predictor of LS, but that it is also influenced by disease activity and steatosis .
In a study by our group that included 407 naive patients with HCV chronic
hepatitis, in which LB and TE were performed in the same session, reliable LS
measurements were obtained in 96.8% of the patients. A significant direct
correlation of LS measurements with fibrosis was found: Spearman’s r=0.605,
P<0.0001. For a cut-off value of 6.8 kPa, LS had 58.9% sensitivity and 89.1
specificity (AUROC 0.760) for predicting significant fibrosis (at least F2
Metavir), while for a cut-off value of 12.6 kPa, the sensitivity was 92.1%, the
specificity 91.6% (AUROC 0.953) for predicting cirrhosis .
Considering all these data, TE evaluation of LS in patients with chronic HCV
hepatitis for decisions regarding therapy could be utilised. All these studies showed
that, by using cut-off values of 6.8–7.6 kPa, patients could be identified accurately
enough to decide those who should be treated (F≥2 METAVIR) versus those who
should not be treated (F<2 METAVIR), without performing a LB (Fig. 4).
Finally, several meta-analyses assessed LS measurements by TE as a predictor of
significant fibrosis in patients with HCV hepatitis [24, 25, 31, 32]. In the
Friedrich-Rust meta-analysis, based on 50 studies , the mean AUROC was
0.84, with a suggested optimal cut-off of 7.6 kPa. In the Tsochatzis meta-analysis,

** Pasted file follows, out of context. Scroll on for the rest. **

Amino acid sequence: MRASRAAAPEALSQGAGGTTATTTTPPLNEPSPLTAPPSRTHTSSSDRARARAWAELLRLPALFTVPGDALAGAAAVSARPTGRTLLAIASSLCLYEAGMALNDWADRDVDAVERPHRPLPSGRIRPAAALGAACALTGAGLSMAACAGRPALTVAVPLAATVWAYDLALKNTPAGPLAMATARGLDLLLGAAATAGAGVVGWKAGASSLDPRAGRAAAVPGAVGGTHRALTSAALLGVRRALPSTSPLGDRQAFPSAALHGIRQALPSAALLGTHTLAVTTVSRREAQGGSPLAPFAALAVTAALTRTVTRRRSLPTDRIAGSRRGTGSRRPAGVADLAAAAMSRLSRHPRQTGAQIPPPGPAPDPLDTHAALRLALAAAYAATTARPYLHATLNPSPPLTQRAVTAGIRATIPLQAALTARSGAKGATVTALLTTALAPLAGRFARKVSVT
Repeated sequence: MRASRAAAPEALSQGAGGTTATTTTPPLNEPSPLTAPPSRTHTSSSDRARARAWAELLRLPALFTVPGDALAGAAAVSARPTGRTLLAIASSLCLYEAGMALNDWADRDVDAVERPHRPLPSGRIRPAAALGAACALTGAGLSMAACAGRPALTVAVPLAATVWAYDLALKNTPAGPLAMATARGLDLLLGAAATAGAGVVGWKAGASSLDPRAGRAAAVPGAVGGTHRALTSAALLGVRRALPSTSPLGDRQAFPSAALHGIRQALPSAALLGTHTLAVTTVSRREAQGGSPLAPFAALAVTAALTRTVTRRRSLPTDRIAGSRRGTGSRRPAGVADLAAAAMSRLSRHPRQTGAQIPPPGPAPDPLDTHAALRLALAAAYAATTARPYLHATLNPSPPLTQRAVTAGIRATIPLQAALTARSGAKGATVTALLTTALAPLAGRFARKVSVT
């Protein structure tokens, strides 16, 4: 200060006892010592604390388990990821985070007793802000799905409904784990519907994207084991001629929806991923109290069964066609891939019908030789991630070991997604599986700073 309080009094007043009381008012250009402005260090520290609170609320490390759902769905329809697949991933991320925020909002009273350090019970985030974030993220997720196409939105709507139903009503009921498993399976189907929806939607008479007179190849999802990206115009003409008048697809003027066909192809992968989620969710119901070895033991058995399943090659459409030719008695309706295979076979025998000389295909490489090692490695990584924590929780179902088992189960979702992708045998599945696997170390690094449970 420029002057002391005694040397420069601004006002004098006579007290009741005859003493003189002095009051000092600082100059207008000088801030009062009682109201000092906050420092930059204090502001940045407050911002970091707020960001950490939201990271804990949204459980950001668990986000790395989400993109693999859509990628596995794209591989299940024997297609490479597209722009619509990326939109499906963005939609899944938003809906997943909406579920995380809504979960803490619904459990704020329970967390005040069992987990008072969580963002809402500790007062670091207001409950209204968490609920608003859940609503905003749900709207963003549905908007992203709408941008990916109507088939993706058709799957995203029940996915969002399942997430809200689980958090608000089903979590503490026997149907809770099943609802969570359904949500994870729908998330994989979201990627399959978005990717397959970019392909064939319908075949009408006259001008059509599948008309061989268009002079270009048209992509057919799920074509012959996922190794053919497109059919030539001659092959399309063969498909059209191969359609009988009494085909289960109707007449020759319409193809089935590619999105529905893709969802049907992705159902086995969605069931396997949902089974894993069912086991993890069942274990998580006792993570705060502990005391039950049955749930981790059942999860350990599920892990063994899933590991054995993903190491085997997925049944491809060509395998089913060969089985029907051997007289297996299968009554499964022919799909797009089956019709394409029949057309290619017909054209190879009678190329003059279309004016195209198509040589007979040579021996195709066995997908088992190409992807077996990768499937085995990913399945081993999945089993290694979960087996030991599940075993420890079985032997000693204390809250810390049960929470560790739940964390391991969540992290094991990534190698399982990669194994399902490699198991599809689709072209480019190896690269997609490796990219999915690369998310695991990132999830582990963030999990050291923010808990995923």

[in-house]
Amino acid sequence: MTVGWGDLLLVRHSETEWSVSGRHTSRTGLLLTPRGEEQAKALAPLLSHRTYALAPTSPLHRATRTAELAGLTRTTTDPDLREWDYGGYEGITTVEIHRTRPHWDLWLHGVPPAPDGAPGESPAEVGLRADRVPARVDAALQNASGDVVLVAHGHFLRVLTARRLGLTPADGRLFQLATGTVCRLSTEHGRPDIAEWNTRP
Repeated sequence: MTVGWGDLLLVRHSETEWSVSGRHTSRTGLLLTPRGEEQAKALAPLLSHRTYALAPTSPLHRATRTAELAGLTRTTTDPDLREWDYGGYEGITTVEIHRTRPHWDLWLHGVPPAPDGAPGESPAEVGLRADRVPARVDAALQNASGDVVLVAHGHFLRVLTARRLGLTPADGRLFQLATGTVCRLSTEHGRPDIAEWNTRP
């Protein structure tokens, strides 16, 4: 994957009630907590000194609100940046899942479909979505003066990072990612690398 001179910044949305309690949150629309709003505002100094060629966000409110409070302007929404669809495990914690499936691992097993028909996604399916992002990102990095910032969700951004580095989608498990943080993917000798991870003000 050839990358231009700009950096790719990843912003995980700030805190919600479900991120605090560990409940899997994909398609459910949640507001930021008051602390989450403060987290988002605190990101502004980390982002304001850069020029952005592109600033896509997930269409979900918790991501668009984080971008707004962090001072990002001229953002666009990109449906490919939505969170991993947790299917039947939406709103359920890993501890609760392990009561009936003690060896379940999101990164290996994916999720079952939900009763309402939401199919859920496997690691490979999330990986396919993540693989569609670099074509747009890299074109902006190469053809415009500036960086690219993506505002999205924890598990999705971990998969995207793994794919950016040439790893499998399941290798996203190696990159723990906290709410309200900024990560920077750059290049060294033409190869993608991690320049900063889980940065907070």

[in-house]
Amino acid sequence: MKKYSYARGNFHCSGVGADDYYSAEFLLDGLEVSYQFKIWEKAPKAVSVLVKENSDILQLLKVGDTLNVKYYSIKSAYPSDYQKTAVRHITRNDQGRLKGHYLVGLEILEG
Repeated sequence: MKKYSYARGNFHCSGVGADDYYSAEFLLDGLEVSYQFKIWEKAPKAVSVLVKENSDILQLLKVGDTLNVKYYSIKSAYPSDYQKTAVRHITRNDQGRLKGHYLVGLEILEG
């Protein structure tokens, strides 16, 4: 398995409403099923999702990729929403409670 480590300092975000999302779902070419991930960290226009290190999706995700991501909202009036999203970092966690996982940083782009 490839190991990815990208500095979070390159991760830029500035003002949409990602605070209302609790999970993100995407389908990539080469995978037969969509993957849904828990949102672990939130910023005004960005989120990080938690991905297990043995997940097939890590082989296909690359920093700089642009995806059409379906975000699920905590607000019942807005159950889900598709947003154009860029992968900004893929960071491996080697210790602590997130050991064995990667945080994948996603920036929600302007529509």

the pooled cut-off for F≥2 Metavir was also 7.6 kPa (range 5.1–10.1), with 0.78
pooled sensitivity and 0.89 pooled specificity .
Combining FibroScan with serum fibrosis markers can further improve the
diagnostic accuracy of non-invasive liver fibrosis measurement [33-35] and
different algorithms have been suggested.
TE Hepatic Elastography Using Ultrasound Waves 33
Figure 4: Correlation between liver fibrosis and TE measurements.
Several studies suggested that TE may be used for the evaluation of antiviral
therapy results in HCV patients. In a study published in 2011, Hezode et al.
prospectively evaluated 91 patients with chronic HCV hepatitis during the
antiviral therapy. LS was assessed by TE and compared with the virologic
responses at weeks 4, 12, 24, end of treatment and 12 and 24 weeks after. A
significant LS decrease was observed during therapy, which continued after
treatment, only in patients who achieved a sustained virologic response (SVR). In
this group, the median intra-patient decrease relative to baseline at the end of
follow-up was - 3.4 kPa, vs. - 1.8 kPa in the patients who did not achieve an SVR.
In multivariate analysis, only the SVR was associated with long-term LS
improvement (odds ratio: 3.10, p=0.019) .
A similar decrease in LS values by TE was observed in other studies performed in
the European  and Asian population [38, 39]. All these data support the
conclusion that fibrosis may be reversible in patients with HCV chronic hepatitis,
which achieve SVR following antiviral therapy.
b) TE in Chronic HBV Hepatitis
Published studies concerning the value of LS measurement by means of TE in
patients with HBV chronic hepatitis have shown conflicting results regarding the
cut-off values for different stages of fibrosis (Table 2).
34 Hepatic Elastography Using Ultrasound Waves Sporea and Șirli
In a study performed by Ogawa  on 68 patients with chronic HBV hepatitis,
the mean LS values were 3.5 kPa for F0, 6.4 kPa for F1, 9.5 kPa for F2, 11.4 kPa